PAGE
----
Colleges receiving federal aid are bound by the Clery Act, a federal law requiring universities to provide accurate reports of on-campus crime. If Penn State is found in violation, in the wake of the Freeh Report which pointed out consistent and systematic failures of the school to follow the law, it could face fines of up to $27,500 per incident and the possible loss of grants, loans and work-study payments, the Philadelphia Inquirer reported Tuesday.
The newspaper mentioned a 2002 case in which late head Coach Joe Paterno allowed a football standout to participate in a post-season bowl game despite an accusation of a dorm-room rape. Although the player was acquitted of the crime, the university reported there were no sexual assaults involving students that year.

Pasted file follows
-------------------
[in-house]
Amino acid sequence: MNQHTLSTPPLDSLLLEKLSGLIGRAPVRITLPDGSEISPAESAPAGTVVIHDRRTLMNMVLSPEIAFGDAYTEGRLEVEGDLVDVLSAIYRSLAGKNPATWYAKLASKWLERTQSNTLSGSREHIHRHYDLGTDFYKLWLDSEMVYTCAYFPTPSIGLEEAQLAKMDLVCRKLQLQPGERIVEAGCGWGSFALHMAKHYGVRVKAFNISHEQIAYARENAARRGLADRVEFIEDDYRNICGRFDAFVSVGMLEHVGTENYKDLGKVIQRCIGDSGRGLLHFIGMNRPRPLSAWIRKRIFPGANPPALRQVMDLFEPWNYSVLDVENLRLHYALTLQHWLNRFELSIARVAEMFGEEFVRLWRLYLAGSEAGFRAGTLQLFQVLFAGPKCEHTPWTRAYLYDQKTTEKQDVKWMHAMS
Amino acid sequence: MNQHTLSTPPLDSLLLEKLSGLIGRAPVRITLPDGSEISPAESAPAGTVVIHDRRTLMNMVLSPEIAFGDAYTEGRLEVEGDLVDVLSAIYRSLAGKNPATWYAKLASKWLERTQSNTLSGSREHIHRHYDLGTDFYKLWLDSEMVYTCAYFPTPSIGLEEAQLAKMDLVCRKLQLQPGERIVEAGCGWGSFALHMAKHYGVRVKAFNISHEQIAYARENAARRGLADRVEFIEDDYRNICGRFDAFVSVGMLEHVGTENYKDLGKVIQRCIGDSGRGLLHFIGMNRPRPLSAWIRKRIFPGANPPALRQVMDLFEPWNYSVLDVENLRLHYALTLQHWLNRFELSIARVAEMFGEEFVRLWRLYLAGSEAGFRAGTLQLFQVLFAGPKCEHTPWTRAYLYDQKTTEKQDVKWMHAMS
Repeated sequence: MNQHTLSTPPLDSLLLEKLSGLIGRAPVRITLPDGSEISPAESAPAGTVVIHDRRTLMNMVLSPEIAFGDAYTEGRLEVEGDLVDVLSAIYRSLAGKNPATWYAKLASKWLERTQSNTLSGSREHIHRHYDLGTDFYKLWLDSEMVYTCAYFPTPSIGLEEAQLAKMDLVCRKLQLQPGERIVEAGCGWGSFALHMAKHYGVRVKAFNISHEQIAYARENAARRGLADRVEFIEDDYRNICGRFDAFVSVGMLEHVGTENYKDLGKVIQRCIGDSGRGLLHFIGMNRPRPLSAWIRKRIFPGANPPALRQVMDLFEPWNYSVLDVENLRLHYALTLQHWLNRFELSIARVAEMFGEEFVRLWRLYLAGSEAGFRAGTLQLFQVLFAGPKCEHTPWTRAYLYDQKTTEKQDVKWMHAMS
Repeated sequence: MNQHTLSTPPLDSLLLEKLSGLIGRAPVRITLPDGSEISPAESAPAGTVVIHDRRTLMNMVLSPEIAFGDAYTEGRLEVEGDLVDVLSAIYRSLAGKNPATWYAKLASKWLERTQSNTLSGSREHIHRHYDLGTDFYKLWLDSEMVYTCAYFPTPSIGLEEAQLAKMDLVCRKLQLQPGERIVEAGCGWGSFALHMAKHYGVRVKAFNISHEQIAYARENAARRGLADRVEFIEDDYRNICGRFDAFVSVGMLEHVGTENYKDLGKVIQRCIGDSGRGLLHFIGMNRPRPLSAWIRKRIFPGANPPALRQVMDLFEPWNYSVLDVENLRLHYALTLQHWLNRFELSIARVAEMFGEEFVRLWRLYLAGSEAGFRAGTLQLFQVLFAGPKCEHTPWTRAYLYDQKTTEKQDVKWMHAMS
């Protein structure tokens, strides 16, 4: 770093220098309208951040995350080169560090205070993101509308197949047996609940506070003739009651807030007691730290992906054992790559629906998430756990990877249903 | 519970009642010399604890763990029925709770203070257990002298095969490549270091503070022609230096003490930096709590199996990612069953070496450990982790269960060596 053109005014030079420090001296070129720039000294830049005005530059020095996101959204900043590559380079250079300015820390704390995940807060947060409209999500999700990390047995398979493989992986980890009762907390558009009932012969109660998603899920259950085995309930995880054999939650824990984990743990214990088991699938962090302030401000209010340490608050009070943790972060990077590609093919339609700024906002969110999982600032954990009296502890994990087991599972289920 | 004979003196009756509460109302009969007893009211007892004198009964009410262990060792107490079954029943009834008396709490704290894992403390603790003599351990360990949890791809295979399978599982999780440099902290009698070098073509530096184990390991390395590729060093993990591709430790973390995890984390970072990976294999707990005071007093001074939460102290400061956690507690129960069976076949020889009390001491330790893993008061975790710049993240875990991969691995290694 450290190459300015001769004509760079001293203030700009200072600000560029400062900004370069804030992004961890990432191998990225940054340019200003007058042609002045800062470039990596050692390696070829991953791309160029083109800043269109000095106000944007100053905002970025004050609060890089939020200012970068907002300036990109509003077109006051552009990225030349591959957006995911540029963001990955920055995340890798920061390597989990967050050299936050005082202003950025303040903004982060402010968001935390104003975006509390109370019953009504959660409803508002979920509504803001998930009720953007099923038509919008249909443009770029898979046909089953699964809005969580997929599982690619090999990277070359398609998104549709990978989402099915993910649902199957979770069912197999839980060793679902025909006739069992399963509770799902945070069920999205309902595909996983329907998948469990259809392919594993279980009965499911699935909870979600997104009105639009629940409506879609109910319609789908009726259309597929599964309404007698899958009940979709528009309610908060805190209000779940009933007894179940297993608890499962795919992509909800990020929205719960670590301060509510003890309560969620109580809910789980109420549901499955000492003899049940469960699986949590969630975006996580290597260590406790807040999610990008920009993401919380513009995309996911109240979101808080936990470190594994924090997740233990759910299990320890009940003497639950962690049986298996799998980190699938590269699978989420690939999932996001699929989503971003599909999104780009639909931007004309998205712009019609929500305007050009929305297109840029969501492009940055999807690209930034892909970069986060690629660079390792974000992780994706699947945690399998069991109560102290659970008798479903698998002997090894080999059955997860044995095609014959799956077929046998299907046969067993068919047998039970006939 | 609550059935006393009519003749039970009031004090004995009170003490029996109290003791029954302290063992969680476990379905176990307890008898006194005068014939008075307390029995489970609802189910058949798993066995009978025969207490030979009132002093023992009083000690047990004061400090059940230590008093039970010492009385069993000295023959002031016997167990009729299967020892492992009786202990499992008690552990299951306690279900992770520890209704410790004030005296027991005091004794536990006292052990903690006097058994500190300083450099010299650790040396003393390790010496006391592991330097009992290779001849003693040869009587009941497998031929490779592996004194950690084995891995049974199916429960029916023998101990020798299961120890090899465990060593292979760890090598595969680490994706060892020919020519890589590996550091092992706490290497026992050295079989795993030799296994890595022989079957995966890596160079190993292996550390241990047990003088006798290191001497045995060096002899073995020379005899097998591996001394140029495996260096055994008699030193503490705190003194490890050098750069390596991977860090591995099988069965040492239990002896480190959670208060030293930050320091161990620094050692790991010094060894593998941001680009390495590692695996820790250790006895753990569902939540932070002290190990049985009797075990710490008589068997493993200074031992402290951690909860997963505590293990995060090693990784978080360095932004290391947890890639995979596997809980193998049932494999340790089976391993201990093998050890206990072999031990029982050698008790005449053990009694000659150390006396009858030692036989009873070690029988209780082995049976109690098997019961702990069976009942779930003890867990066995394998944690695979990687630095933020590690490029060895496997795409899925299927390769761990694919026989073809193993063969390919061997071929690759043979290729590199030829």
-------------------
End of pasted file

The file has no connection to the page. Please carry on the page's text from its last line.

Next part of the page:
"So many people view the Clery Act as a bureaucratic obligation. Many schools were ignorant to the requirements and when they did become aware of them, they met with institutional resistance," said S. Daniel Carter, formerly an executive with the Clery Center for Security on Campus.
Penn State's "incomplete implementation of the Clery Act was a contributing factor in the failure to report child abuse committed by Sandusky," the Freeh Report said.
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